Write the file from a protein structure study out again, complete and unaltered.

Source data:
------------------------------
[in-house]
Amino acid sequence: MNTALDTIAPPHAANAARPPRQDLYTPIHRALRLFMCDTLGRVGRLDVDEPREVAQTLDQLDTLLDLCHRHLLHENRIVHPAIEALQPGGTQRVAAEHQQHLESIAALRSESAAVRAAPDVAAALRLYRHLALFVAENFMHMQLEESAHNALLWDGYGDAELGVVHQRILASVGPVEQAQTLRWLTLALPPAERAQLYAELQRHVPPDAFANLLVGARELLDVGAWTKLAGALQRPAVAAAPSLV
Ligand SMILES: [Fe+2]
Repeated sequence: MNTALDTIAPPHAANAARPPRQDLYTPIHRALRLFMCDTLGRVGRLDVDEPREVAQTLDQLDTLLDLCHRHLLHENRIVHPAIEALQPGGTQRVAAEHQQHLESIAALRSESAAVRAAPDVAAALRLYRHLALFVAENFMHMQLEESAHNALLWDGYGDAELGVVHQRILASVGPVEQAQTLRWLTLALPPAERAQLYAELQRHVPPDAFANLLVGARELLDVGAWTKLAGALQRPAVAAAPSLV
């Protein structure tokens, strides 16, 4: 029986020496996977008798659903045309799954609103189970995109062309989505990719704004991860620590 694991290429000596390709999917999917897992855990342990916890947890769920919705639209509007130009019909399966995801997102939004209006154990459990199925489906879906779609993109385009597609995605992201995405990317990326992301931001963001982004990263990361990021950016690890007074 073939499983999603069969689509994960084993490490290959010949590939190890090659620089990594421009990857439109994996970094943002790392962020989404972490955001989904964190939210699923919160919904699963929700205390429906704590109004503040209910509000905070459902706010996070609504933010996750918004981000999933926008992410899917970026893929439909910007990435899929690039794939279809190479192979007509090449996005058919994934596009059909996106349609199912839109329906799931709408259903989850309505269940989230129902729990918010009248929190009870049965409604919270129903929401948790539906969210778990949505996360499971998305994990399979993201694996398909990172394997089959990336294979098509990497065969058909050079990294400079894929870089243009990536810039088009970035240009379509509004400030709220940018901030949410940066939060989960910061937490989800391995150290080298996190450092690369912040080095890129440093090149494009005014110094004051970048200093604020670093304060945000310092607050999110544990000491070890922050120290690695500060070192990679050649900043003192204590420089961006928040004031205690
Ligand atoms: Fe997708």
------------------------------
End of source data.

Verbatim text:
[in-house]
Amino acid sequence: MNTALDTIAPPHAANAARPPRQDLYTPIHRALRLFMCDTLGRVGRLDVDEPREVAQTLDQLDTLLDLCHRHLLHENRIVHPAIEALQPGGTQRVAAEHQQHLESIAALRSESAAVRAAPDVAAALRLYRHLALFVAENFMHMQLEESAHNALLWDGYGDAELGVVHQRILASVGPVEQAQTLRWLTLALPPAERAQLYAELQRHVPPDAFANLLVGARELLDVGAWTKLAGALQRPAVAAAPSLV
Ligand SMILES: [Fe+2]
Repeated sequence: MNTALDTIAPPHAANAARPPRQDLYTPIHRALRLFMCDTLGRVGRLDVDEPREVAQTLDQLDTLLDLCHRHLLHENRIVHPAIEALQPGGTQRVAAEHQQHLESIAALRSESAAVRAAPDVAAALRLYRHLALFVAENFMHMQLEESAHNALLWDGYGDAELGVVHQRILASVGPVEQAQTLRWLTLALPPAERAQLYAELQRHVPPDAFANLLVGARELLDVGAWTKLAGALQRPAVAAAPSLV
């Protein structure tokens, strides 16, 4: 029986020496996977008798659903045309799954609103189970995109062309989505990719704004991860620590 694991290429000596390709999917999917897992855990342990916890947890769920919705639209509007130009019909399966995801997102939004209006154990459990199925489906879906779609993109385009597609995605992201995405990317990326992301931001963001982004990263990361990021950016690890007074 073939499983999603069969689509994960084993490490290959010949590939190890090659620089990594421009990857439109994996970094943002790392962020989404972490955001989904964190939210699923919160919904699963929700205390429906704590109004503040209910509000905070459902706010996070609504933010996750918004981000999933926008992410899917970026893929439909910007990435899929690039794939279809190479192979007509090449996005058919994934596009059909996106349609199912839109329906799931709408259903989850309505269940989230129902729990918010009248929190009870049965409604919270129903929401948790539906969210778990949505996360499971998305994990399979993201694996398909990172394997089959990336294979098509990497065969058909050079990294400079894929870089243009990536810039088009970035240009379509509004400030709220940018901030949410940066939060989960910061937490989800391995150290080298996190450092690369912040080095890129440093090149494009005014110094004051970048200093604020670093304060945000310092607050999110544990000491070890922050120290690695500060070192990679050649900043003192204590420089961006928040004031205690
Ligand atoms: Fe997708």